15:59 – Phil: We’ve gotten much value from our VCs and partners. Our initial investment came from Japan, from Docomo capital, and from Russia and from Canada. It was very non-traditional. What they all had in common was that they all loved Evernote. So when Silicon Valley VCs wouldn’t give us money, it was VCs elsewhere who loved the product. But later on when they came around, we could be very selective about the investors we picked, to ensure they had the same long term vision.
16:02 – I think the startup world right now is very different from 5 or 10 years ago. It’s a meritocracy. 10 years ago, the product wasn’t the most important thing. All the other stuff like contacts, connection, and marketing was important. Now all of that has changed. There is basically no friction left for great products.
16:04 – Try to think the way VCs would think. How are you going to convince them? They aren’t in the business of losing money just to lose money. It’s a business.
16:07 – David Chao: When I became a VC in the US, I thought VCs and entrepreneurs should be like a husband and wife, going through good times and bad times together. But as someone said before, you much have a shared vision.
16:10 – Phil: I’m super optimistic about Japan, it’s why I’m here, it’s why we invested in Japan. Japan has a giant disconnect between how the country perceives itself and how outside Japan sees the country. Everyone outside Japan, everyone thinks Japan is a magical place. I come to Japan, and all the conversation is about ‘What’s wrong with Japan’ — and there’s a big mismatch between that and how the world sees it. When people talk about China, there’s some good and some back, but when you go there, everyone is positive. For whatever reason, Japan is more negative about themselves than other people are. I think Japan is on the verge of an entrepreneurial renaissance. You don’t need so much money to startup these days. The most important thing is attention to design and details, and Japan does that well. The boundaries to export to the rest of the world are lower than ever before, so I think Japan is on the verge of a major renaissance, and that’s why we’re here — we’re betting on it.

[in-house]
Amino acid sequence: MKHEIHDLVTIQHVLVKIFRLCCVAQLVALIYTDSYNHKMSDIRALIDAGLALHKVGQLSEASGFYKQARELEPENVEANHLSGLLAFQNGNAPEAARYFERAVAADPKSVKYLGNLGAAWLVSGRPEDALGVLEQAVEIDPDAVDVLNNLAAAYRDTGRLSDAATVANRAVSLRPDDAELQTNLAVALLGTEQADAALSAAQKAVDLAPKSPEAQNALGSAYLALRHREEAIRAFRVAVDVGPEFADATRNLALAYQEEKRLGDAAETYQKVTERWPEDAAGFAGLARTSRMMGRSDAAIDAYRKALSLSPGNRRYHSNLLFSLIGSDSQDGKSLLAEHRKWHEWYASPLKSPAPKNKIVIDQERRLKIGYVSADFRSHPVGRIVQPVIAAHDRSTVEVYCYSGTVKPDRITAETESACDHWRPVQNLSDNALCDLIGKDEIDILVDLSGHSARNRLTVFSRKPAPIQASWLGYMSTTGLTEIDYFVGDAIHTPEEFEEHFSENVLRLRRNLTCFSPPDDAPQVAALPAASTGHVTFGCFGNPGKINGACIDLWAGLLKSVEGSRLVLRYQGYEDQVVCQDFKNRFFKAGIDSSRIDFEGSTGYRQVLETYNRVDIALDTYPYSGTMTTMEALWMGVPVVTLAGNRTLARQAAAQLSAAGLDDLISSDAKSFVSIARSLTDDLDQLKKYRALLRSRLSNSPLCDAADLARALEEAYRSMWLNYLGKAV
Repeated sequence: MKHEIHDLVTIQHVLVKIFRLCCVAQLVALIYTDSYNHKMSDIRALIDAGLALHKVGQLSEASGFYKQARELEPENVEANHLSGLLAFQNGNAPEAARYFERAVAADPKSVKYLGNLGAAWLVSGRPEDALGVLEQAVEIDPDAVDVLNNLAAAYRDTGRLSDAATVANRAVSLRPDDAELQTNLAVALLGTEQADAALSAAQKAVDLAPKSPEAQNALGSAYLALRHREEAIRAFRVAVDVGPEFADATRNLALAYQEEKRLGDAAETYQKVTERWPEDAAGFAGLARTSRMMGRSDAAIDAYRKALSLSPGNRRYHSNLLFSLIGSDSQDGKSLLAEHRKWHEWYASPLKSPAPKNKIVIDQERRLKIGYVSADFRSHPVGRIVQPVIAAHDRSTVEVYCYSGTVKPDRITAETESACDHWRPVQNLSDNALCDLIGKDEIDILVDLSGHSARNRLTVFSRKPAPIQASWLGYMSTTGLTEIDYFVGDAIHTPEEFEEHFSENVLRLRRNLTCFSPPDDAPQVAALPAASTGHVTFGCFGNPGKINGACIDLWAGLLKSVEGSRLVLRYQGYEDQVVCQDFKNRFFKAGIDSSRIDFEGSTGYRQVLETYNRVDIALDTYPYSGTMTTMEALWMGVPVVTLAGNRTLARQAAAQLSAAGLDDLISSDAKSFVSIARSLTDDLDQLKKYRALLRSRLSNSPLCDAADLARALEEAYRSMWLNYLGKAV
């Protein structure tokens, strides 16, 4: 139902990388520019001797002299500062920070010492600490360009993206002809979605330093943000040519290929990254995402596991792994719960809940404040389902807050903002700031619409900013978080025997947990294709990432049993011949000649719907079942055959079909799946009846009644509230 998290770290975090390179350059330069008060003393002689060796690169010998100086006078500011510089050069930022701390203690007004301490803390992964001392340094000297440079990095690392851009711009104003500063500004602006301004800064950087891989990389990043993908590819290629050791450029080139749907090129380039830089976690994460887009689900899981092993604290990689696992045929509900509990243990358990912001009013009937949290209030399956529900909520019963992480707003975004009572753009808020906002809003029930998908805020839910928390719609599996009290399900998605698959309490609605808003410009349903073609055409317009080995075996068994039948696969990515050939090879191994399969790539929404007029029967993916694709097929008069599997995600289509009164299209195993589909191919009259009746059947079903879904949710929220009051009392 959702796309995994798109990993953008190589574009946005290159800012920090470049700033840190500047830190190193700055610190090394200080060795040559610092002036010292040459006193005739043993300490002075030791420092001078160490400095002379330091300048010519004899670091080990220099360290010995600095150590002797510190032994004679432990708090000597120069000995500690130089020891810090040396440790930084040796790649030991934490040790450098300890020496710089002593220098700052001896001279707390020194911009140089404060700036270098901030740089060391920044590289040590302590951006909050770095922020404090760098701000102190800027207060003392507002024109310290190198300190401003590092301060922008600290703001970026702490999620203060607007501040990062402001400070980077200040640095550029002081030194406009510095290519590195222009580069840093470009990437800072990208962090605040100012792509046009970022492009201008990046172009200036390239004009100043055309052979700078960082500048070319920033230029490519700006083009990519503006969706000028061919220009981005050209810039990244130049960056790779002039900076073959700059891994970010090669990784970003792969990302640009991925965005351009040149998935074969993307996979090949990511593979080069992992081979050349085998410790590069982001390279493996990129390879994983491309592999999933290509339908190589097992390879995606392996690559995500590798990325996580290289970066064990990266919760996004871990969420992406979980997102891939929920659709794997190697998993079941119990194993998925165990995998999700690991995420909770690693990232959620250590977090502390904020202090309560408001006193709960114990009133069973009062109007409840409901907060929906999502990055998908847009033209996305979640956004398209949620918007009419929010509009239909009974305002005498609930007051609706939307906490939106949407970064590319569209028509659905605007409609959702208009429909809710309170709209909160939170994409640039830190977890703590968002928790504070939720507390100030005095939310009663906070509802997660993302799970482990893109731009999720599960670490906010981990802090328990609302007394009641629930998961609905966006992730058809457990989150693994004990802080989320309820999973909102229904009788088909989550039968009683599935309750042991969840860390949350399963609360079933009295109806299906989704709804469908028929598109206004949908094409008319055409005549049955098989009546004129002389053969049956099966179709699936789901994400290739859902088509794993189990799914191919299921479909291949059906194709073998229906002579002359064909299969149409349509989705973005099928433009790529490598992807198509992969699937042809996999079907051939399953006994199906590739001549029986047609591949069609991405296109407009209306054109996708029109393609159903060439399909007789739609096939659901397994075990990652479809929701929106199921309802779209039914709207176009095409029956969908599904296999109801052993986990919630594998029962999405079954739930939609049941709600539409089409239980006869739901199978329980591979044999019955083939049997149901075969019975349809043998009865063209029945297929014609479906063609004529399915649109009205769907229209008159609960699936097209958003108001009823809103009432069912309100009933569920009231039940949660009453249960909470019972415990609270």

16:21 – Phil: I’ not sure if Japanese entrepreneurs need to be more aggressive, I don’t think we need more assholes. Being an entrepreneurs is a quest, it has to be epic. The secret to succeeding is to get people to join with you, and to communicate why your idea needs to exist. In Japan sometimes people are a little less willing to express this. I do see a lack of passion in business. Japan should treat entrepreneurship with the same passion it shows to food, fashion, and culture.
16:25 – I spoke with Matz about Ruby, and I was talking about how talented the people in Japan were. I often ask people here why they don’t start a company, and they say ‘no no, I could never do that’. In Silicon Valley you run into people who think they can solve world hunger. I think that’s one thing that Silicon Valley does well, it’s an unrivalled optimism. And I think Japan is pushing to get to that place, and that’s a great thing.
16:30 – George: The success of Japan matters to us. George asks entrepreneurs in the audience to stand up. Asks everyone sitting down to look at these people, says these people are the future of Japan. “You really must celebrate them.” Says these people are the nails that get beaten down, so support them!